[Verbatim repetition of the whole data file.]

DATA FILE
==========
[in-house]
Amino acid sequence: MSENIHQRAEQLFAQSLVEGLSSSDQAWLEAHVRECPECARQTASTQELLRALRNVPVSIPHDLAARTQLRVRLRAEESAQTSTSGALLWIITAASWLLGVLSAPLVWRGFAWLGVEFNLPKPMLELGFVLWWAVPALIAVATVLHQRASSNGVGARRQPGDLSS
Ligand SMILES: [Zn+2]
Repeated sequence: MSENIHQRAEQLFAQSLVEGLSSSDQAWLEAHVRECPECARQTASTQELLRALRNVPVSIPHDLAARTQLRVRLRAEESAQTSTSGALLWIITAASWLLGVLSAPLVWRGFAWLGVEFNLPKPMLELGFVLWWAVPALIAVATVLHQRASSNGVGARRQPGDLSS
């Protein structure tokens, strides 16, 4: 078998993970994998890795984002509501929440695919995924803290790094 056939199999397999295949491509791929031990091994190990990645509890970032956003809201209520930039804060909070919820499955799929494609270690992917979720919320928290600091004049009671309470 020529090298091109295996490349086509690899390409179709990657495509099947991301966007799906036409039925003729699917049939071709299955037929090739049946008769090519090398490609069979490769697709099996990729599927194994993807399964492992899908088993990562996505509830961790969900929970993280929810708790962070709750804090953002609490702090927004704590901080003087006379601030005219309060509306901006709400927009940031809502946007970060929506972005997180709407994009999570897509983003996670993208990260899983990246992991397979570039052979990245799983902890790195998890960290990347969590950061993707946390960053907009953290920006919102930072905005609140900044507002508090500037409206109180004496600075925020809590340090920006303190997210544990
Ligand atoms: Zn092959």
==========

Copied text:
[in-house]
Amino acid sequence: MSENIHQRAEQLFAQSLVEGLSSSDQAWLEAHVRECPECARQTASTQELLRALRNVPVSIPHDLAARTQLRVRLRAEESAQTSTSGALLWIITAASWLLGVLSAPLVWRGFAWLGVEFNLPKPMLELGFVLWWAVPALIAVATVLHQRASSNGVGARRQPGDLSS
Ligand SMILES: [Zn+2]
Repeated sequence: MSENIHQRAEQLFAQSLVEGLSSSDQAWLEAHVRECPECARQTASTQELLRALRNVPVSIPHDLAARTQLRVRLRAEESAQTSTSGALLWIITAASWLLGVLSAPLVWRGFAWLGVEFNLPKPMLELGFVLWWAVPALIAVATVLHQRASSNGVGARRQPGDLSS
């Protein structure tokens, strides 16, 4: 078998993970994998890795984002509501929440695919995924803290790094 056939199999397999295949491509791929031990091994190990990645509890970032956003809201209520930039804060909070919820499955799929494609270690992917979720919320928290600091004049009671309470 020529090298091109295996490349086509690899390409179709990657495509099947991301966007799906036409039925003729699917049939071709299955037929090739049946008769090519090398490609069979490769697709099996990729599927194994993807399964492992899908088993990562996505509830961790969900929970993280929810708790962070709750804090953002609490702090927004704590901080003087006379601030005219309060509306901006709400927009940031809502946007970060929506972005997180709407994009999570897509983003996670993208990260899983990246992991397979570039052979990245799983902890790195998890960290990347969590950061993707946390960053907009953290920006919102930072905005609140900044507002508090500037409206109180004496600075925020809590340090920006303190997210544990
Ligand atoms: Zn092959």